Admiral’s Cup to return in 2025 (with a Fastnet finish)

Admiral’s Cup to return in 2025 (with a Fastnet finish)

The historic Admiral’s Cup – for many the unofficial ‘world cup’ for offshore racing – which ran from 1957-1999 is set to return in 2025 having last been sailed in 2003

The Admiral’s Cup, formerly the most prestigious offshore/inshore regatta in the world, is scheduled to return in 2025, the Royal Ocean Racing Club announced today.

Few events make big boat sailors as misty-eyed as the Admiral’s Cup. First held in 1957 it took place biennially until 1999, and in its heyday saw as many as 19 countries competing in three-boat teams. After numbers dwindled it was cancelled in 2001, then flickered back into life in 2003 before the 2005 Admiral’s Cup was cancelled and has not run since.

The Admiral’s Cup. Photo: Matthew Dickens / Imagecomms

However, today’s announcement confirms that RORC is planning to run the event biennially once again, with the next event provisionally due to start on 19 July, 2025.

Widely considered the unofficial ‘world cup’ for offshore racing the Admiral’s Cup format traditionally saw international teams compete out of Cowes on the Isle of Wight, UK. Iconic entries have included Ted Heath with Morning Cloud, Eric Tabarly on Pen Duick III, and Bob Oatley with Wild Oats, while the crew lists read like a who’s who of America’s Cup, Olympic sailing and Whitbread Around the World Race talent.

The regatta’s courses featured inshore racing in the Solent, a Channel Race, and – famously – until 1999 the regatta included the 608-mile Rolex Fastnet Race. RORC has confirmed that they will continue this tradition, with three days of inshore racing and two short offshores scheduled before the fleet joins the 2025 Rolex Fastnet Race starting on 26 July.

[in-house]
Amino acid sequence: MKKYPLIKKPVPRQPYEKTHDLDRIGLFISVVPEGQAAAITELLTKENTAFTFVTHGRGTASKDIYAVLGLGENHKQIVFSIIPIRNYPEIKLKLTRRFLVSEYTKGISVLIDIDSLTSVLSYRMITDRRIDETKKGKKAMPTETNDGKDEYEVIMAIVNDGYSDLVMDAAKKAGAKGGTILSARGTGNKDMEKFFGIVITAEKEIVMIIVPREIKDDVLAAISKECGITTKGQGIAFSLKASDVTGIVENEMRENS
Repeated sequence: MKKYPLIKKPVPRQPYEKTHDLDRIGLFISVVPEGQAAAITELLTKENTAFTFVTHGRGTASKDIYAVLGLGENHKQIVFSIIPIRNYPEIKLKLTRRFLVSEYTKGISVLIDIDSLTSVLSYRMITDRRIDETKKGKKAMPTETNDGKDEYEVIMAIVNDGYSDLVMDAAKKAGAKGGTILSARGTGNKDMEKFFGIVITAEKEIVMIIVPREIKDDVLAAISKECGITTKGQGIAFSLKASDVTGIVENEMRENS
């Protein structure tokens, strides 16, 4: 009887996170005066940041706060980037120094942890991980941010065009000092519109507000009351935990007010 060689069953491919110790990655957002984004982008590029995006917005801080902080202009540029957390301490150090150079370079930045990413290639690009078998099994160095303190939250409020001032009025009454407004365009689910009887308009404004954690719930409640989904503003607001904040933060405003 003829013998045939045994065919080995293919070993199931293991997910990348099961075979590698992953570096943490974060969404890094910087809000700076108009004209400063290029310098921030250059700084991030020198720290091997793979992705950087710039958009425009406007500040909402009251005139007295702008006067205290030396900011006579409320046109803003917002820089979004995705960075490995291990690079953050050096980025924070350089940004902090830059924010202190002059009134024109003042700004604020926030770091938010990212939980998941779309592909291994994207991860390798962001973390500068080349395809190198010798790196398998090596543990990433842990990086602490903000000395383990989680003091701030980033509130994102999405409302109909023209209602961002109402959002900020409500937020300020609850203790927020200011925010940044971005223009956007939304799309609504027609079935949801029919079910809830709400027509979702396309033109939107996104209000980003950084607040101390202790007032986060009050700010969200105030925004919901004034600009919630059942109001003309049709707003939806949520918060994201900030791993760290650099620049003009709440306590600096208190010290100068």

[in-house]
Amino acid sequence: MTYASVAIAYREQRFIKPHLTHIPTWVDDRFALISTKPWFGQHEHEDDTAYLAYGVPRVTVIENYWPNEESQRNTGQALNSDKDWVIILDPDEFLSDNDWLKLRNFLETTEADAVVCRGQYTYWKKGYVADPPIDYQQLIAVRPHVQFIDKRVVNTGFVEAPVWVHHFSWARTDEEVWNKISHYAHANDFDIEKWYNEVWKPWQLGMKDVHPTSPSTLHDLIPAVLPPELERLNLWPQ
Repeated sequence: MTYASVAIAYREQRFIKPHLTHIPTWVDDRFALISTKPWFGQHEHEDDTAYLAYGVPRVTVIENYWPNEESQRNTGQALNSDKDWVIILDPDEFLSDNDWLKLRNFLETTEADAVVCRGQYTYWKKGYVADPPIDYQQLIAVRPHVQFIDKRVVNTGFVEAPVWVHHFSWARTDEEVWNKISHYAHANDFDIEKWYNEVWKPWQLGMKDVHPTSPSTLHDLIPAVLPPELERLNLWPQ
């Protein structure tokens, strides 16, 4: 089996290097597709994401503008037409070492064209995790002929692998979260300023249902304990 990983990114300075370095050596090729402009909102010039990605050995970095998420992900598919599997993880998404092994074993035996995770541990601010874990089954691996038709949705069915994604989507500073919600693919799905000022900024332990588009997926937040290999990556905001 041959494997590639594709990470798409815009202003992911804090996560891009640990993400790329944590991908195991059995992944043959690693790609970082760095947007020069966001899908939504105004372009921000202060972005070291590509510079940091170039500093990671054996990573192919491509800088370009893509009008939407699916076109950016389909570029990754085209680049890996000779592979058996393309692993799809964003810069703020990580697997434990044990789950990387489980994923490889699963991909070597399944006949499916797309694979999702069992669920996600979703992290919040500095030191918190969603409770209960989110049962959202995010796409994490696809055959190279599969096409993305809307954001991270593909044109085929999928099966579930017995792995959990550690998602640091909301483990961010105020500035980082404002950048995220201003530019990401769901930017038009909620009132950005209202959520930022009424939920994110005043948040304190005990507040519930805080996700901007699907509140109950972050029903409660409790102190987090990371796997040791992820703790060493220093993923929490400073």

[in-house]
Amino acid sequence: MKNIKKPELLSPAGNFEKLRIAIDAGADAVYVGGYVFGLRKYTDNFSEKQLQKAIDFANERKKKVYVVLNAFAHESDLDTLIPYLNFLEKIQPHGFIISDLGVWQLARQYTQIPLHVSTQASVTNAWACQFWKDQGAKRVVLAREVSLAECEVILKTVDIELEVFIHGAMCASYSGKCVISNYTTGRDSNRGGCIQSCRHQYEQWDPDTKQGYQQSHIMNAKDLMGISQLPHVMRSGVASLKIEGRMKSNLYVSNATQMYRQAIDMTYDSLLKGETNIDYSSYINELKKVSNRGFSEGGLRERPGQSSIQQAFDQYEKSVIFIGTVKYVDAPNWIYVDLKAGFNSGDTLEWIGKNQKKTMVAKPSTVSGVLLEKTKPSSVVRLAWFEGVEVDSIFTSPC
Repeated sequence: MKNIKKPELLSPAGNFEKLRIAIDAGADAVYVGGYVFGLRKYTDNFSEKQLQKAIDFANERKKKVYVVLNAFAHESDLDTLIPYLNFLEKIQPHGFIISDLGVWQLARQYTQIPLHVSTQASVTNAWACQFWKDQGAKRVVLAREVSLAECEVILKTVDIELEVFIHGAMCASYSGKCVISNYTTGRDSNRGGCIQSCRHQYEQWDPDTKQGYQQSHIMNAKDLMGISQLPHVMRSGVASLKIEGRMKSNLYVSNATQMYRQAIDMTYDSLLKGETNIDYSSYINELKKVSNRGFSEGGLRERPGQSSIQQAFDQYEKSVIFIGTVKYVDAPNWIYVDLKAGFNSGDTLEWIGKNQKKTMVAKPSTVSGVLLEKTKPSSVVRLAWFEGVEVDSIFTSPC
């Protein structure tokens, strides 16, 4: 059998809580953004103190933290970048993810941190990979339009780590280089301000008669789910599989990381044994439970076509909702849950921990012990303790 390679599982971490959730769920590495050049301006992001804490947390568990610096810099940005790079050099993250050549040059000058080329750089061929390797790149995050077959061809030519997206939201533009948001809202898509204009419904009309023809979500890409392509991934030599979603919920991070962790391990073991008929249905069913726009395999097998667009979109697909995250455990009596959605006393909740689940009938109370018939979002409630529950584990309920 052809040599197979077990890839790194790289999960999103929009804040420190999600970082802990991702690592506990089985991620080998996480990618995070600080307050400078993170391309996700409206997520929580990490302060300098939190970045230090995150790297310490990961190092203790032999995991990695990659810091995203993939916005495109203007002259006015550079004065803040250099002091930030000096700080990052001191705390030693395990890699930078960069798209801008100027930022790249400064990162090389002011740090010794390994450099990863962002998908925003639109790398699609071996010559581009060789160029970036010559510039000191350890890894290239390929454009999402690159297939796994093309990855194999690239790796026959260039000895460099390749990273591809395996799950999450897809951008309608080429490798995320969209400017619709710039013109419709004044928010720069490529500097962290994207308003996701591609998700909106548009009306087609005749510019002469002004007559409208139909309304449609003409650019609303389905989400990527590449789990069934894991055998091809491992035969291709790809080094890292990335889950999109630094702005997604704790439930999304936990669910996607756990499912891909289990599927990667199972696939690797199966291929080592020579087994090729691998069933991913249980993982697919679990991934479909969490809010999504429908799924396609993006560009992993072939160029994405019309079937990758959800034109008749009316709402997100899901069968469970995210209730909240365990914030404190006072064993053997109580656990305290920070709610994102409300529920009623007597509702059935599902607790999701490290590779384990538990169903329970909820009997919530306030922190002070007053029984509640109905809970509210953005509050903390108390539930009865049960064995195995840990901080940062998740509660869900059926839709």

Teams will consist of two boats, representing either a yacht club or a country, with Class 1 yachts of 44-56ft, and Class 2 yachts from 36-44ft.

Prime Minister Edward at the wheel of Morning Cloud at the start of the Fastnet Race for the 1973 Admirals Cup. Photo: Popperfoto/Getty

“Bringing back the Admiral’s Cup is a wonderful way to celebrate the centenary of the Royal Ocean Racing Club,” commented James Neville, Commodore of RORC, which was founded in 1925.

“The chosen format for the 2025 Admiral’s Cup respects the tradition of the regatta, as well as choosing IRC Classes for boats that are competing offshore at the top level internationally. By announcing over two years before the start of the Admiral’s Cup, teams will have time to prepare for a fantastic event. The RORC aim is to attract teams from all over the world for the 2025 Admiral’s Cup.”

Director of the RORC Rating Office, Jason Smithwick explained the rating bands for the eligible yachts. “The Admiral’s Cup Class IRC rating band and length range have been carefully selected to allow as many boat types to be eligible, while maintaining a compact group for each class in terms of performance and also size constraints for racing in the Solent and adjacent waters. The rating bands are purposely aimed to produce close racing so boats experience similar conditions throughout the wide range of races in the Admiral’s Cup.

The Mumm 36 Barlow Plastics (the campaign which many top young British big boat sailors made their name on) competing in the 2001 Admiral’s Cup. Photo: Bluegreen Pictures / Alamy

“For Admiral’s Cup Class 1 there are the bigger boats with a length above 44ft, (13.41m) up to 56ft (17.20m), this range encompasses boats like the Cookson 50 and ubiquitous highly competitive IRC 52/TP 52 fleet as examples.
“The modest sized boats in Admiral’s Cup Class 2 ranges in length from 36ft (11.00m) up to 44ft (13.40m) and has many boat options with comparatively high performance, such as the MAT 1180, J/125, GP42, and Ker 46.”

RORC Racing Manager Steve Cole added: “With a mixture of tight inshore racing and the challenge of offshore racing, culminating in the Rolex Fastnet Race, the Admiral’s Cup will deliver exciting racing.

“There will be no limitations on professional crew, but in addition, the RORC will continue our drive for inclusivity in yacht racing by amending the IRC crew numbers for the event to allow one additional crew member, if a boat has two women or two under 25-year-old sailors, or a combination.”

The Royal Ocean Racing Club will be writing to all the major yacht clubs around the globe, inviting them to enter a team, as well as inviting expressions of interest from proposed Admiral’s Cup teams before the Pre-Notice of Race, which will be issued on 19 July 2023.

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